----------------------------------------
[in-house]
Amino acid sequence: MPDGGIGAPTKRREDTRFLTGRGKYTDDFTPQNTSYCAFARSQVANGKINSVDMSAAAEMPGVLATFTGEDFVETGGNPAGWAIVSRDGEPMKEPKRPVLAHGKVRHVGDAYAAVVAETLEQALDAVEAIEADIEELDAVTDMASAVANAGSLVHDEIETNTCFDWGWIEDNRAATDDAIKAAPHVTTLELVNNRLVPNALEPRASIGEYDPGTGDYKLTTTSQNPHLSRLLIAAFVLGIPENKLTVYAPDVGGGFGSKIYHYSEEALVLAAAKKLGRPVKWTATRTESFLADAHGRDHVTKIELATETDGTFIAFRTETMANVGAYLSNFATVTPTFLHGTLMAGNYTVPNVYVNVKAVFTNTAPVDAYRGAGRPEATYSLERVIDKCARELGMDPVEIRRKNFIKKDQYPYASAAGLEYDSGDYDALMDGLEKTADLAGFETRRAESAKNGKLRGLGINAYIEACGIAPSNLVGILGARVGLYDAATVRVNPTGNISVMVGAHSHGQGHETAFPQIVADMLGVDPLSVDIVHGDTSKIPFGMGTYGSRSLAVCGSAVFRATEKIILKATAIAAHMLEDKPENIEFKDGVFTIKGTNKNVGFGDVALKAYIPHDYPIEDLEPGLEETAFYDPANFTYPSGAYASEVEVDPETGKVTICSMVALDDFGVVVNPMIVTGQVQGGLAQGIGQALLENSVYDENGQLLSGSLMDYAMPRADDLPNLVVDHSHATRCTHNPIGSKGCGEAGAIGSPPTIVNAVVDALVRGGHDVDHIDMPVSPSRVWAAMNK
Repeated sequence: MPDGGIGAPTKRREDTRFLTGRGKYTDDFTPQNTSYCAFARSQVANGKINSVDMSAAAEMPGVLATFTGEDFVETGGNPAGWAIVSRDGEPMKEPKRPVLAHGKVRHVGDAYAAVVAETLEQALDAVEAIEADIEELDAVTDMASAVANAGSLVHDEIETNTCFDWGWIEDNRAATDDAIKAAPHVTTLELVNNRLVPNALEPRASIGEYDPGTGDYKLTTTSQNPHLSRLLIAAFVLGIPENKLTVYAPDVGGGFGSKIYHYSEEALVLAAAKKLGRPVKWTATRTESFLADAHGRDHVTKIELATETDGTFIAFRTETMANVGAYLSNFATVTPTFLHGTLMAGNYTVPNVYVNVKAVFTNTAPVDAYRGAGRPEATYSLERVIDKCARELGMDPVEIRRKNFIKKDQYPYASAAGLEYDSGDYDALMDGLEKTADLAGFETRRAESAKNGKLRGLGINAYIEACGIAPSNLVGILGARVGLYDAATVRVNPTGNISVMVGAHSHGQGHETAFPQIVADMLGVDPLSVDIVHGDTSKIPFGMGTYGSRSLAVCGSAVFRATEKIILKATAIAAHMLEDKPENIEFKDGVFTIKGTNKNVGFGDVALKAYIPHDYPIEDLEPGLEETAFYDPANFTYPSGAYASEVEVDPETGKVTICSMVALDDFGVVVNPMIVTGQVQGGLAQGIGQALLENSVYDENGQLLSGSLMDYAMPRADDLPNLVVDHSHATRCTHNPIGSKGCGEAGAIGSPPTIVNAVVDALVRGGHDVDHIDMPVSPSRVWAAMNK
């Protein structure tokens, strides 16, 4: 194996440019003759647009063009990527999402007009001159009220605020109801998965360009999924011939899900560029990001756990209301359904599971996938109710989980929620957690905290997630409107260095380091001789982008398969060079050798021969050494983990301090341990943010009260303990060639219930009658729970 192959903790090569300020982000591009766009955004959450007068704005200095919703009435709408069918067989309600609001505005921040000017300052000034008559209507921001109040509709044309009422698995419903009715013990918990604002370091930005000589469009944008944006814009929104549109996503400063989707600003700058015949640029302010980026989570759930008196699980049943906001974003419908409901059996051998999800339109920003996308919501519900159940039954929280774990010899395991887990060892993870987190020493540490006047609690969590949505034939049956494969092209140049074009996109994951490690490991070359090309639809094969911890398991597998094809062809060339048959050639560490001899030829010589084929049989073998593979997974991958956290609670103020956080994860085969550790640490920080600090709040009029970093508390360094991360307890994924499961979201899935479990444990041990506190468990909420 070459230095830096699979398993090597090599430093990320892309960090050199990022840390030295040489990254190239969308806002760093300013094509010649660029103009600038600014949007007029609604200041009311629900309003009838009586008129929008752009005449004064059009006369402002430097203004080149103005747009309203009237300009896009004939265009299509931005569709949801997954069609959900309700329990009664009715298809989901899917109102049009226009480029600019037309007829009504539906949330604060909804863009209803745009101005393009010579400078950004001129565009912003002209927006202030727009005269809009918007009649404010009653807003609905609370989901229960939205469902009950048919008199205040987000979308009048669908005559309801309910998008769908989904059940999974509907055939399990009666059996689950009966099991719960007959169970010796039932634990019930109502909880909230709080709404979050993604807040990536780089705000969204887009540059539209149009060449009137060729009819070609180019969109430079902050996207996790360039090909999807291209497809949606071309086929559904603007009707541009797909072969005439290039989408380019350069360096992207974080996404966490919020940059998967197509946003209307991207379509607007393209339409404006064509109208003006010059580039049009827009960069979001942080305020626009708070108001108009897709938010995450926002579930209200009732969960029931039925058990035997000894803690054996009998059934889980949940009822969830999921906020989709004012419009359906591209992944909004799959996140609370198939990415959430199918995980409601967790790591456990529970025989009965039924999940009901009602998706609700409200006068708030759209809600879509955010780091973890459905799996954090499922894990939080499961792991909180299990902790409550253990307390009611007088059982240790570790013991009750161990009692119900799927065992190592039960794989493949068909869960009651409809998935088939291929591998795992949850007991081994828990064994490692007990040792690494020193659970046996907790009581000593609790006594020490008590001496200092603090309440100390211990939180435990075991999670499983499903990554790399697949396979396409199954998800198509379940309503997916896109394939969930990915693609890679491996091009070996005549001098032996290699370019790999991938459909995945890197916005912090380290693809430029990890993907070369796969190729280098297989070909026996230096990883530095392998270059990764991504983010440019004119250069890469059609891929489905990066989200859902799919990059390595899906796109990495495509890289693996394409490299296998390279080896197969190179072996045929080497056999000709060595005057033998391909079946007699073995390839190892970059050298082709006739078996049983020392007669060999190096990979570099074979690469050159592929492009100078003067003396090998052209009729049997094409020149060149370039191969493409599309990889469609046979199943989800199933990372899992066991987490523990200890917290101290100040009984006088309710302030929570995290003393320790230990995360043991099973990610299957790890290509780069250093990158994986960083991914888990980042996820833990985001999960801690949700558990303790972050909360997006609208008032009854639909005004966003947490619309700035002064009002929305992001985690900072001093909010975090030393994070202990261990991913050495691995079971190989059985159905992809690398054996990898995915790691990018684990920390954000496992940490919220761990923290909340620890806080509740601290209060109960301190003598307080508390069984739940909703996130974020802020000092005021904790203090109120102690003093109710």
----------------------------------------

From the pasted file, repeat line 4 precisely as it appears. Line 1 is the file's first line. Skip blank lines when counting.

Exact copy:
């Protein structure tokens, strides 16, 4: 194996440019003759647009063009990527999402007009001159009220605020109801998965360009999924011939899900560029990001756990209301359904599971996938109710989980929620957690905290997630409107260095380091001789982008398969060079050798021969050494983990301090341990943010009260303990060639219930009658729970 192959903790090569300020982000591009766009955004959450007068704005200095919703009435709408069918067989309600609001505005921040000017300052000034008559209507921001109040509709044309009422698995419903009715013990918990604002370091930005000589469009944008944006814009929104549109996503400063989707600003700058015949640029302010980026989570759930008196699980049943906001974003419908409901059996051998999800339109920003996308919501519900159940039954929280774990010899395991887990060892993870987190020493540490006047609690969590949505034939049956494969092209140049074009996109994951490690490991070359090309639809094969911890398991597998094809062809060339048959050639560490001899030829010589084929049989073998593979997974991958956290609670103020956080994860085969550790640490920080600090709040009029970093508390360094991360307890994924499961979201899935479990444990041990506190468990909420 070459230095830096699979398993090597090599430093990320892309960090050199990022840390030295040489990254190239969308806002760093300013094509010649660029103009600038600014949007007029609604200041009311629900309003009838009586008129929008752009005449004064059009006369402002430097203004080149103005747009309203009237300009896009004939265009299509931005569709949801997954069609959900309700329990009664009715298809989901899917109102049009226009480029600019037309007829009504539906949330604060909804863009209803745009101005393009010579400078950004001129565009912003002209927006202030727009005269809009918007009649404010009653807003609905609370989901229960939205469902009950048919008199205040987000979308009048669908005559309801309910998008769908989904059940999974509907055939399990009666059996689950009966099991719960007959169970010796039932634990019930109502909880909230709080709404979050993604807040990536780089705000969204887009540059539209149009060449009137060729009819070609180019969109430079902050996207996790360039090909999807291209497809949606071309086929559904603007009707541009797909072969005439290039989408380019350069360096992207974080996404966490919020940059998967197509946003209307991207379509607007393209339409404006064509109208003006010059580039049009827009960069979001942080305020626009708070108001108009897709938010995450926002579930209200009732969960029931039925058990035997000894803690054996009998059934889980949940009822969830999921906020989709004012419009359906591209992944909004799959996140609370198939990415959430199918995980409601967790790591456990529970025989009965039924999940009901009602998706609700409200006068708030759209809600879509955010780091973890459905799996954090499922894990939080499961792991909180299990902790409550253990307390009611007088059982240790570790013991009750161990009692119900799927065992190592039960794989493949068909869960009651409809998935088939291929591998795992949850007991081994828990064994490692007990040792690494020193659970046996907790009581000593609790006594020490008590001496200092603090309440100390211990939180435990075991999670499983499903990554790399697949396979396409199954998800198509379940309503997916896109394939969930990915693609890679491996091009070996005549001098032996290699370019790999991938459909995945890197916005912090380290693809430029990890993907070369796969190729280098297989070909026996230096990883530095392998270059990764991504983010440019004119250069890469059609891929489905990066989200859902799919990059390595899906796109990495495509890289693996394409490299296998390279080896197969190179072996045929080497056999000709060595005057033998391909079946007699073995390839190892970059050298082709006739078996049983020392007669060999190096990979570099074979690469050159592929492009100078003067003396090998052209009729049997094409020149060149370039191969493409599309990889469609046979199943989800199933990372899992066991987490523990200890917290101290100040009984006088309710302030929570995290003393320790230990995360043991099973990610299957790890290509780069250093990158994986960083991914888990980042996820833990985001999960801690949700558990303790972050909360997006609208008032009854639909005004966003947490619309700035002064009002929305992001985690900072001093909010975090030393994070202990261990991913050495691995079971190989059985159905992809690398054996990898995915790691990018684990920390954000496992940490919220761990923290909340620890806080509740601290209060109960301190003598307080508390069984739940909703996130974020802020000092005021904790203090109120102690003093109710």